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Yongkang Xue, Ratko Vasic, Zavisa Janjic, Fedor Mesinger, and Kenneth E. Mitchell


This study investigates the capability of the dynamic downscaling method (DDM) in a North American regional climate study using the Eta/Simplified Simple Biosphere (SSiB) Regional Climate Model (RCM). The main objective is to understand whether the Eta/SSiB RCM is capable of simulating North American regional climate features, mainly precipitation, at different scales under imposed boundary conditions. The summer of 1998 was selected for this study and the summers of 1993 and 1995 were used to confirm the 1998 results. The observed precipitation, NCEP–NCAR Global Reanalysis (NNGR), and North American Regional Reanalysis (NARR) were used for evaluation of the model’s simulations and/or as lateral boundary conditions (LBCs). A spectral analysis was applied to quantitatively examine the RCM’s downscaling ability at different scales.

The simulations indicated that choice of domain size, LBCs, and grid spacing were crucial for the DDM. Several tests with different domain sizes indicated that the model in the North American climate simulation was particularly sensitive to its southern boundary position because of the importance of moisture transport by the southerly low-level jet (LLJ) in summer precipitation. Among these tests, only the RCM with 32-km resolution and NNGR LBC or with 80-km resolution and NARR LBC, in conjunction with appropriate domain sizes, was able to properly simulate precipitation and other atmospheric variables—especially humidity over the southeastern United States—during all three summer months—and produce a better spectral power distribution than that associated with the imposed LBC (for the 32-km case) and retain spectral power for large wavelengths (for the 80-km case). The analysis suggests that there might be strong atmospheric components of high-frequency variability over the Gulf of Mexico and the southeastern United States.

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Fedor Mesinger, Thomas L. Black, David W. Plummer, and John H. Ward


A step-mountain (eta) coordinate limited-area model is being developed at the National Meteorological Center (NMC) to improve forecasts of severe weather and other mesoscale phenomena. Precipitation forecasts are reviewed for the 20-day period 16 June–5 July 1989. This period was chosen not only because of intense warm-season precipitation, including that of Tropical Storm Allison, but also because two sets of forecasts from NMC's nested grid model (NGM) were available for comparison, one using the operational Kuo convection and the other using the eta model's Betts-Miller convection scheme. Thus, a three-way model comparison was possible.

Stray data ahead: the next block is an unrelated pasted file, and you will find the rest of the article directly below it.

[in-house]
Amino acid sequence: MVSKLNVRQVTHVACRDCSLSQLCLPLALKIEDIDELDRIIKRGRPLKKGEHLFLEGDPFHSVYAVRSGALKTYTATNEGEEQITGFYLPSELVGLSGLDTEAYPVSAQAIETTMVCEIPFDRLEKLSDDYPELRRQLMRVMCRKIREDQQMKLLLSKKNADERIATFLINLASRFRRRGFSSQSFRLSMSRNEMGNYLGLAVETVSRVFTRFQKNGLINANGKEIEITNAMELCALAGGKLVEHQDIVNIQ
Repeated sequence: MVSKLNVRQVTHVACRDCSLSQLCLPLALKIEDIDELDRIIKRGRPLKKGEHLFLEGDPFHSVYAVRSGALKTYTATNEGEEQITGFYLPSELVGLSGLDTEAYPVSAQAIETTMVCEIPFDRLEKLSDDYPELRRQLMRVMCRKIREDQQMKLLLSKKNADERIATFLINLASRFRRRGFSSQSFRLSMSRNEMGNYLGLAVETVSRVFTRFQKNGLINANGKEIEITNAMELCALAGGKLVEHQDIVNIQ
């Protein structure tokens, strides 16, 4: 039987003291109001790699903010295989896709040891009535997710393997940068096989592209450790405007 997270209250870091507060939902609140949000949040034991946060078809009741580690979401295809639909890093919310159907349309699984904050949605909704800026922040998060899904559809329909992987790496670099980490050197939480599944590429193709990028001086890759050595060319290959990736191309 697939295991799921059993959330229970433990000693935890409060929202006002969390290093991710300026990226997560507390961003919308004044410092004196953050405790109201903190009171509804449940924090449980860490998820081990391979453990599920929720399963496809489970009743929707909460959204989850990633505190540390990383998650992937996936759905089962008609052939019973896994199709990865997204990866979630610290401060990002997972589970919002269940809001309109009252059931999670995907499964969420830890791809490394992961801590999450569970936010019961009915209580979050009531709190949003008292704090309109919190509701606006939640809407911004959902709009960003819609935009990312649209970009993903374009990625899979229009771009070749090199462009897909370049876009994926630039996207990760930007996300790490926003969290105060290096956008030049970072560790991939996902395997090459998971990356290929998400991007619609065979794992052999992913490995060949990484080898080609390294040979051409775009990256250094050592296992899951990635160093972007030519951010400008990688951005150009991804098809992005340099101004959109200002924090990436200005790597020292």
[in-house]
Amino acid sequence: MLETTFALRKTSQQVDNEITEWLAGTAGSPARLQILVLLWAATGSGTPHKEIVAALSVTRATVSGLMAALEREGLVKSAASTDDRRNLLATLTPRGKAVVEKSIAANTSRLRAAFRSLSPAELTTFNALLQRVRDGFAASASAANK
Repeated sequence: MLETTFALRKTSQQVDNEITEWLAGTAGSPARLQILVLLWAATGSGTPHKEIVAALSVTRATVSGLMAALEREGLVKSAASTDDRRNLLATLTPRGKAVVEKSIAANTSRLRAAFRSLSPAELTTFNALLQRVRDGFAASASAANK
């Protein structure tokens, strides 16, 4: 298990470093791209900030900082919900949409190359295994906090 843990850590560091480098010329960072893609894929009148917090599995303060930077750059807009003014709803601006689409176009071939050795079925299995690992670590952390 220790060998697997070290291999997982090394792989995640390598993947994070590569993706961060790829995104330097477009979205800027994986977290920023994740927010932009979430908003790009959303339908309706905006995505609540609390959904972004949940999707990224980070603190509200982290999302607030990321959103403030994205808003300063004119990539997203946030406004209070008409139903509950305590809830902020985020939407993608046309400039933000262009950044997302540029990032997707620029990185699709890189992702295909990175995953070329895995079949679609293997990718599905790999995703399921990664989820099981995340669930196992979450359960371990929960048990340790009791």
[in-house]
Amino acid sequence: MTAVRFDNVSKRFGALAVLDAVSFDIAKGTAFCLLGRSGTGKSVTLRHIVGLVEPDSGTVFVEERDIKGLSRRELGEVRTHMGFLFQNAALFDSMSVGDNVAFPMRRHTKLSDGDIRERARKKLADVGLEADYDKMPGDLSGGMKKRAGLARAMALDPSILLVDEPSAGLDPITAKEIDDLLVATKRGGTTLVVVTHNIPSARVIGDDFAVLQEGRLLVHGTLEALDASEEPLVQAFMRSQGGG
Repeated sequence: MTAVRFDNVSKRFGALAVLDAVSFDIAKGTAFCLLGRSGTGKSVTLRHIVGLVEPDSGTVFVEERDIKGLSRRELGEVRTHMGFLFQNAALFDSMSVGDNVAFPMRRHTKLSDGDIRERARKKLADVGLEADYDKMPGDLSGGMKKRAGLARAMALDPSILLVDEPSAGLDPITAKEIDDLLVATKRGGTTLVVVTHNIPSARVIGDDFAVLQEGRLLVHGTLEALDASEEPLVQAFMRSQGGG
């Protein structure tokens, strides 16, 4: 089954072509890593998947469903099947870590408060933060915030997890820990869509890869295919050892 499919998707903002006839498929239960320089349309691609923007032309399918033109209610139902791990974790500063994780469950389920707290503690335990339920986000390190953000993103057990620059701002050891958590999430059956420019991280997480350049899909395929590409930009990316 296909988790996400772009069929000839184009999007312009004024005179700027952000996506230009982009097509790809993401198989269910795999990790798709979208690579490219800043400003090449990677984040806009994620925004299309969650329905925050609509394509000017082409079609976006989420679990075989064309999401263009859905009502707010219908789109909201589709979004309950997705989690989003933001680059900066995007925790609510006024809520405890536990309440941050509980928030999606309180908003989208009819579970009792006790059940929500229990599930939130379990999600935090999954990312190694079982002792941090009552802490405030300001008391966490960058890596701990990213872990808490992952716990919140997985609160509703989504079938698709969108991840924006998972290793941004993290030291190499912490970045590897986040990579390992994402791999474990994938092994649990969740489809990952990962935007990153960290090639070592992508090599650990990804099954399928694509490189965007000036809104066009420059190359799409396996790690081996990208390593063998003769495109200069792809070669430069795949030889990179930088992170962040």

Particular attention is paid to the forecasts of precipitation maxima. With verification performed on accumulated 24-h amounts averaged over the limited fine mesh (LFM) model grid boxes, the eta model shows skill at the highest observed precipitation category in 14 out of 58 verification periods, about one fourth of all cases. The forecasts also show a high degree of consistency in that successful forecasts starting from different initial times are produced for the same verification period.

Although the eta model was less successful than the NGM in predicting the lightest precipitation category, it demonstrated noted improvement in the 0.50-inch and greater categories, regardless of the convection scheme used in the NGM. Evidence is presented which indicates that the greater accuracy of the eta model is primarily a result of its space differencing schemes.

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Fedor Mesinger, Zaviša I. Janjić, Slobodan Ničković, Dušanka Gavrilov, and Dennis G. Deaven


The problem of the pressure gradient force error in the case of the terrain-following (sigma) coordinate does not appear to have a solution. The problem is not one of truncation error in the calculation of space derivatives involved. Thus, with temperature profiles resulting in large errors, an increase in vertical resolution may not reduce and is even likely to increase the error. Therefore, an approach abandoning the sigma system has been proposed. It involves the use of “step” mountains with coordinate surfaces prescribed to remain at fixed elevations at places where they touch (and define) or intersect the ground surface. Thus, the coordinate surfaces are quasi-horizontal, and the sigma system problem is not present. At the same time, the simplicity of the sigma system is maintained.